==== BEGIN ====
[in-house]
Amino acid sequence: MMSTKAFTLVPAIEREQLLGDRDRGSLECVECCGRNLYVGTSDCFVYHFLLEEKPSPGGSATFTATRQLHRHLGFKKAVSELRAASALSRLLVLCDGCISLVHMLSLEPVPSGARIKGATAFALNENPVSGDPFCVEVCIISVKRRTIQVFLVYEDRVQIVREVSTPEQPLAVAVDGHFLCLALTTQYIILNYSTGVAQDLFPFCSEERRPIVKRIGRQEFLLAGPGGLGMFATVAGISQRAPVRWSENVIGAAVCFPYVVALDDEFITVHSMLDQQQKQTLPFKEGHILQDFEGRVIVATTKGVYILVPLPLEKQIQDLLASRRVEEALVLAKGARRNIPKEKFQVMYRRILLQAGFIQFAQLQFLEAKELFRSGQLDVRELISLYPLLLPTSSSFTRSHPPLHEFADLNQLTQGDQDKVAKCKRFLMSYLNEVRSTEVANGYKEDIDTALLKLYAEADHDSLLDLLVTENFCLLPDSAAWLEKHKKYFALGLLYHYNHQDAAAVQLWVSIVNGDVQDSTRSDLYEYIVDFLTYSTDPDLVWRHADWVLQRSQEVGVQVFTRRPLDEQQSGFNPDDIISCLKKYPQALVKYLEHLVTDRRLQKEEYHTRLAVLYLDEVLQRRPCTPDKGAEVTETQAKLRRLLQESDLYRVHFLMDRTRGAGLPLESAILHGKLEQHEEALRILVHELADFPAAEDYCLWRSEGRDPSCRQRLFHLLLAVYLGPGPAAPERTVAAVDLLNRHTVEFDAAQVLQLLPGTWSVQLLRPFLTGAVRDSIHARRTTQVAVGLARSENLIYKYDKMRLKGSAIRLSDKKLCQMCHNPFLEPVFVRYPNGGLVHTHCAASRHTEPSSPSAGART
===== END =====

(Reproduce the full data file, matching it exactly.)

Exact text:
[in-house]
Amino acid sequence: MMSTKAFTLVPAIEREQLLGDRDRGSLECVECCGRNLYVGTSDCFVYHFLLEEKPSPGGSATFTATRQLHRHLGFKKAVSELRAASALSRLLVLCDGCISLVHMLSLEPVPSGARIKGATAFALNENPVSGDPFCVEVCIISVKRRTIQVFLVYEDRVQIVREVSTPEQPLAVAVDGHFLCLALTTQYIILNYSTGVAQDLFPFCSEERRPIVKRIGRQEFLLAGPGGLGMFATVAGISQRAPVRWSENVIGAAVCFPYVVALDDEFITVHSMLDQQQKQTLPFKEGHILQDFEGRVIVATTKGVYILVPLPLEKQIQDLLASRRVEEALVLAKGARRNIPKEKFQVMYRRILLQAGFIQFAQLQFLEAKELFRSGQLDVRELISLYPLLLPTSSSFTRSHPPLHEFADLNQLTQGDQDKVAKCKRFLMSYLNEVRSTEVANGYKEDIDTALLKLYAEADHDSLLDLLVTENFCLLPDSAAWLEKHKKYFALGLLYHYNHQDAAAVQLWVSIVNGDVQDSTRSDLYEYIVDFLTYSTDPDLVWRHADWVLQRSQEVGVQVFTRRPLDEQQSGFNPDDIISCLKKYPQALVKYLEHLVTDRRLQKEEYHTRLAVLYLDEVLQRRPCTPDKGAEVTETQAKLRRLLQESDLYRVHFLMDRTRGAGLPLESAILHGKLEQHEEALRILVHELADFPAAEDYCLWRSEGRDPSCRQRLFHLLLAVYLGPGPAAPERTVAAVDLLNRHTVEFDAAQVLQLLPGTWSVQLLRPFLTGAVRDSIHARRTTQVAVGLARSENLIYKYDKMRLKGSAIRLSDKKLCQMCHNPFLEPVFVRYPNGGLVHTHCAASRHTEPSSPSAGART